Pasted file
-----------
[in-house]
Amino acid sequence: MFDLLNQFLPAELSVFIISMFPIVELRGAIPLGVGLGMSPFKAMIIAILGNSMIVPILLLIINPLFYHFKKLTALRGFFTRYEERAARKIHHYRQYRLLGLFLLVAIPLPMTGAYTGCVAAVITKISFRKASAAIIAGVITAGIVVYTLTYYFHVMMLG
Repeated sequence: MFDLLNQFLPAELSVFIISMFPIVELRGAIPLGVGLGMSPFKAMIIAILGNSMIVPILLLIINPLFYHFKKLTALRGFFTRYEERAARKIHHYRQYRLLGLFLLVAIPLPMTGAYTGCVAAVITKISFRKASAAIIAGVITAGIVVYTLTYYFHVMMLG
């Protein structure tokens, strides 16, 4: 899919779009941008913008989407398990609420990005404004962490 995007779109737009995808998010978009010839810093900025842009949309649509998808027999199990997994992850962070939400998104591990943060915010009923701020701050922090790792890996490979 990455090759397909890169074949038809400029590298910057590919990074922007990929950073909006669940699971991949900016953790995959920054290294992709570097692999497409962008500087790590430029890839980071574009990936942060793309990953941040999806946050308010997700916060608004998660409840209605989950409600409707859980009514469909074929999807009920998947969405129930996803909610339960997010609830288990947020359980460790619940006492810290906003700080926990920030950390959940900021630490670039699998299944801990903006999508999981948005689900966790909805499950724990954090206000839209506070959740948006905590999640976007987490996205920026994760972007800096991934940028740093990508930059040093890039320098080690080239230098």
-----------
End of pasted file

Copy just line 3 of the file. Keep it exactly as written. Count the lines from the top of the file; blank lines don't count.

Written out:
Repeated sequence: MFDLLNQFLPAELSVFIISMFPIVELRGAIPLGVGLGMSPFKAMIIAILGNSMIVPILLLIINPLFYHFKKLTALRGFFTRYEERAARKIHHYRQYRLLGLFLLVAIPLPMTGAYTGCVAAVITKISFRKASAAIIAGVITAGIVVYTLTYYFHVMMLG